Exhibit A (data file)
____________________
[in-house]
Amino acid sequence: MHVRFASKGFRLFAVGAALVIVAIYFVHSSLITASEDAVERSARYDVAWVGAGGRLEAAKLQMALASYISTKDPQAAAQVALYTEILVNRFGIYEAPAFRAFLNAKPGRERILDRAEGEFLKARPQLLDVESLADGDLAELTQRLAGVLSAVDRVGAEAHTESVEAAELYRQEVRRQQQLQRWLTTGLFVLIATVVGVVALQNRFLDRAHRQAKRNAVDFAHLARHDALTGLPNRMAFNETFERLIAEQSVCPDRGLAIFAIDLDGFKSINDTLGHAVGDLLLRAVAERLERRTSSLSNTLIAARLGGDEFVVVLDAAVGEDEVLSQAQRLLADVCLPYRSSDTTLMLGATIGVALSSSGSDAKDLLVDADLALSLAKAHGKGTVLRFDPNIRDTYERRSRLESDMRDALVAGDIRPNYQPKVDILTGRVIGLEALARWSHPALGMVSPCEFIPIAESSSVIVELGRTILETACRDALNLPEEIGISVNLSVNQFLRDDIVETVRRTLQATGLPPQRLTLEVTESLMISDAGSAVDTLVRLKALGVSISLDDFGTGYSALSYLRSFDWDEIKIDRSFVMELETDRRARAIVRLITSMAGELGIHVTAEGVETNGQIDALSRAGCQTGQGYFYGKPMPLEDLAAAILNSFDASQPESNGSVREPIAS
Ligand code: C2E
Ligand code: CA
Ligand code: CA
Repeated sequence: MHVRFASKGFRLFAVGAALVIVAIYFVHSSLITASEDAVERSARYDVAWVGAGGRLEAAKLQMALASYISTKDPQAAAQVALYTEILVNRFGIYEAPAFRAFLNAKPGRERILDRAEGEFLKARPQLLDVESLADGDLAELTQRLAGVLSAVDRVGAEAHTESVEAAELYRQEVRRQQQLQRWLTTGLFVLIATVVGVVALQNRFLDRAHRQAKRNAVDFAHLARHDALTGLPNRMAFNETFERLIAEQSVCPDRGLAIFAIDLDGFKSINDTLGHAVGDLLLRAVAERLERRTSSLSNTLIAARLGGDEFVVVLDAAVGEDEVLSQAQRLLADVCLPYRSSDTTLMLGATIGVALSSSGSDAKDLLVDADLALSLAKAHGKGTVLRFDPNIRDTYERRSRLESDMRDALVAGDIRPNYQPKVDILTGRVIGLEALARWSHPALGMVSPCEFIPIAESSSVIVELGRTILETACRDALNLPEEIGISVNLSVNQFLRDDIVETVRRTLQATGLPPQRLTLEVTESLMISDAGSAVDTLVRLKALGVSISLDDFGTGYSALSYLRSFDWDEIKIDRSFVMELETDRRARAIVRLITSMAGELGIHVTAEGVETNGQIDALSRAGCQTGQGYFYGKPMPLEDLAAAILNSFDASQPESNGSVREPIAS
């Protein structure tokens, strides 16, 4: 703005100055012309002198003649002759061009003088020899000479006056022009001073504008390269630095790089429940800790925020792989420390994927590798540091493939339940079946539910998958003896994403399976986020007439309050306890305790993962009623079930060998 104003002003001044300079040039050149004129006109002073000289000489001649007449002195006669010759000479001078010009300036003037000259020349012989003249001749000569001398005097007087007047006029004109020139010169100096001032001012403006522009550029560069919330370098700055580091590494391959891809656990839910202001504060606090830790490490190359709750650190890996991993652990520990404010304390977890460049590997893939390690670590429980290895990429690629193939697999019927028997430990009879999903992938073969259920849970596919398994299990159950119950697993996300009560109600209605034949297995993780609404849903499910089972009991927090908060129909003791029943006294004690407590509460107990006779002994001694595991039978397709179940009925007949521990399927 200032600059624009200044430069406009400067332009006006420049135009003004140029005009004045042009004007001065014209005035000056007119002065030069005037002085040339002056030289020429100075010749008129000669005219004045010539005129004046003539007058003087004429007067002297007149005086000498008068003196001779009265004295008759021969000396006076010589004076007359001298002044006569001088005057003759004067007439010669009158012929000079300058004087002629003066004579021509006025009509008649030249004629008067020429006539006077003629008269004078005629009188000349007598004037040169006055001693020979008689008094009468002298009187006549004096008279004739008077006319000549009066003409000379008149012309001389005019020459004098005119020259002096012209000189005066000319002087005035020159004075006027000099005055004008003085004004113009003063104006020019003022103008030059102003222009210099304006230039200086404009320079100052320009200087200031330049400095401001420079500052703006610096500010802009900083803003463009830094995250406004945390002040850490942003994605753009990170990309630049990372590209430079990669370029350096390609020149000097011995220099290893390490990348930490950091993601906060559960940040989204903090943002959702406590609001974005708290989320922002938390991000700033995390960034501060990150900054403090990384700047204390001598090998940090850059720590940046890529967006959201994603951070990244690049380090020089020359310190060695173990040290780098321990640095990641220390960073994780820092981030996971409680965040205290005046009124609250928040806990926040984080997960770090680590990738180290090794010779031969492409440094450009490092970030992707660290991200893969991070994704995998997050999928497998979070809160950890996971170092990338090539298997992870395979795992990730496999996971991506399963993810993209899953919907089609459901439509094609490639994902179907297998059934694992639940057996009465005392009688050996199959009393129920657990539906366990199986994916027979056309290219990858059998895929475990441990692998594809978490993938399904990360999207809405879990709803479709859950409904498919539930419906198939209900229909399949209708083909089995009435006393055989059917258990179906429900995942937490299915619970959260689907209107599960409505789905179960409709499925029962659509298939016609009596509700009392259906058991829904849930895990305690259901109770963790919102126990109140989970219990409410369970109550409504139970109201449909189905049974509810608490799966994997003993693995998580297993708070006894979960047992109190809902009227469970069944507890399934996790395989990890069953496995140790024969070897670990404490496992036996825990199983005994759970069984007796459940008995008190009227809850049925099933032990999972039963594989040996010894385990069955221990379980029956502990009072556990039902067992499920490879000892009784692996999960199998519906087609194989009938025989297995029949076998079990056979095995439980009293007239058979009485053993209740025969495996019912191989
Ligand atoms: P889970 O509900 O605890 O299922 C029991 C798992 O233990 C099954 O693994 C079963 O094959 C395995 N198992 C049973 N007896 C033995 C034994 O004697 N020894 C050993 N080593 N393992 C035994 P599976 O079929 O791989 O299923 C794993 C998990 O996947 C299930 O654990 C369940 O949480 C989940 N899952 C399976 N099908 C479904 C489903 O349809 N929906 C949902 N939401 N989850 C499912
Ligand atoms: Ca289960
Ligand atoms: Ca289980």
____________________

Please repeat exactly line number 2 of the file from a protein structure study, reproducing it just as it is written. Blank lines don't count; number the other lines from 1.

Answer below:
Amino acid sequence: MHVRFASKGFRLFAVGAALVIVAIYFVHSSLITASEDAVERSARYDVAWVGAGGRLEAAKLQMALASYISTKDPQAAAQVALYTEILVNRFGIYEAPAFRAFLNAKPGRERILDRAEGEFLKARPQLLDVESLADGDLAELTQRLAGVLSAVDRVGAEAHTESVEAAELYRQEVRRQQQLQRWLTTGLFVLIATVVGVVALQNRFLDRAHRQAKRNAVDFAHLARHDALTGLPNRMAFNETFERLIAEQSVCPDRGLAIFAIDLDGFKSINDTLGHAVGDLLLRAVAERLERRTSSLSNTLIAARLGGDEFVVVLDAAVGEDEVLSQAQRLLADVCLPYRSSDTTLMLGATIGVALSSSGSDAKDLLVDADLALSLAKAHGKGTVLRFDPNIRDTYERRSRLESDMRDALVAGDIRPNYQPKVDILTGRVIGLEALARWSHPALGMVSPCEFIPIAESSSVIVELGRTILETACRDALNLPEEIGISVNLSVNQFLRDDIVETVRRTLQATGLPPQRLTLEVTESLMISDAGSAVDTLVRLKALGVSISLDDFGTGYSALSYLRSFDWDEIKIDRSFVMELETDRRARAIVRLITSMAGELGIHVTAEGVETNGQIDALSRAGCQTGQGYFYGKPMPLEDLAAAILNSFDASQPESNGSVREPIAS